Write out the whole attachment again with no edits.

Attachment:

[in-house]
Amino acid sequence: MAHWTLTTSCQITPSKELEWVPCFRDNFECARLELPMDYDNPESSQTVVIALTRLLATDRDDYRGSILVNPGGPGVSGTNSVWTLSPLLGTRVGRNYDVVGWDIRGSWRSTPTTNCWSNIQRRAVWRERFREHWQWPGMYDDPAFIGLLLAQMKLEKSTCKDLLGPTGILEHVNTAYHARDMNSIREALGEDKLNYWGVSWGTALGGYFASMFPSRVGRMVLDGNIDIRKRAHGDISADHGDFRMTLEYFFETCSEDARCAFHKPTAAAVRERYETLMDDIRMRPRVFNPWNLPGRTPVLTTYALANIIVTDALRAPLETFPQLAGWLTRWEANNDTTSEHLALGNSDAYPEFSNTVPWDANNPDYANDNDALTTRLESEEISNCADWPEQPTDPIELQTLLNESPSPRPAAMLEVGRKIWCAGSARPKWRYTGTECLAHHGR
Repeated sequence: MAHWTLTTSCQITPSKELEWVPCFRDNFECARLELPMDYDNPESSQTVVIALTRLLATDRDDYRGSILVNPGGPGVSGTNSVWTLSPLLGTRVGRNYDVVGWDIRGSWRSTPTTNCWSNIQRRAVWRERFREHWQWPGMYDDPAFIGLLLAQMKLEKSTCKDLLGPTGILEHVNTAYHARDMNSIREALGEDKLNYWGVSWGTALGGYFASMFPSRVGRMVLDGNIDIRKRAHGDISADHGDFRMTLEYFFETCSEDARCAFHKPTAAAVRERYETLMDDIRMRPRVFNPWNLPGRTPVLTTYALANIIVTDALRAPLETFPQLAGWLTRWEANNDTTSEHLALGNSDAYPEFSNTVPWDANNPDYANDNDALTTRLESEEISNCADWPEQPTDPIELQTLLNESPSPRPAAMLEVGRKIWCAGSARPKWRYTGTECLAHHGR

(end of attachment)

[in-house]
Amino acid sequence: MAHWTLTTSCQITPSKELEWVPCFRDNFECARLELPMDYDNPESSQTVVIALTRLLATDRDDYRGSILVNPGGPGVSGTNSVWTLSPLLGTRVGRNYDVVGWDIRGSWRSTPTTNCWSNIQRRAVWRERFREHWQWPGMYDDPAFIGLLLAQMKLEKSTCKDLLGPTGILEHVNTAYHARDMNSIREALGEDKLNYWGVSWGTALGGYFASMFPSRVGRMVLDGNIDIRKRAHGDISADHGDFRMTLEYFFETCSEDARCAFHKPTAAAVRERYETLMDDIRMRPRVFNPWNLPGRTPVLTTYALANIIVTDALRAPLETFPQLAGWLTRWEANNDTTSEHLALGNSDAYPEFSNTVPWDANNPDYANDNDALTTRLESEEISNCADWPEQPTDPIELQTLLNESPSPRPAAMLEVGRKIWCAGSARPKWRYTGTECLAHHGR
Repeated sequence: MAHWTLTTSCQITPSKELEWVPCFRDNFECARLELPMDYDNPESSQTVVIALTRLLATDRDDYRGSILVNPGGPGVSGTNSVWTLSPLLGTRVGRNYDVVGWDIRGSWRSTPTTNCWSNIQRRAVWRERFREHWQWPGMYDDPAFIGLLLAQMKLEKSTCKDLLGPTGILEHVNTAYHARDMNSIREALGEDKLNYWGVSWGTALGGYFASMFPSRVGRMVLDGNIDIRKRAHGDISADHGDFRMTLEYFFETCSEDARCAFHKPTAAAVRERYETLMDDIRMRPRVFNPWNLPGRTPVLTTYALANIIVTDALRAPLETFPQLAGWLTRWEANNDTTSEHLALGNSDAYPEFSNTVPWDANNPDYANDNDALTTRLESEEISNCADWPEQPTDPIELQTLLNESPSPRPAAMLEVGRKIWCAGSARPKWRYTGTECLAHHGR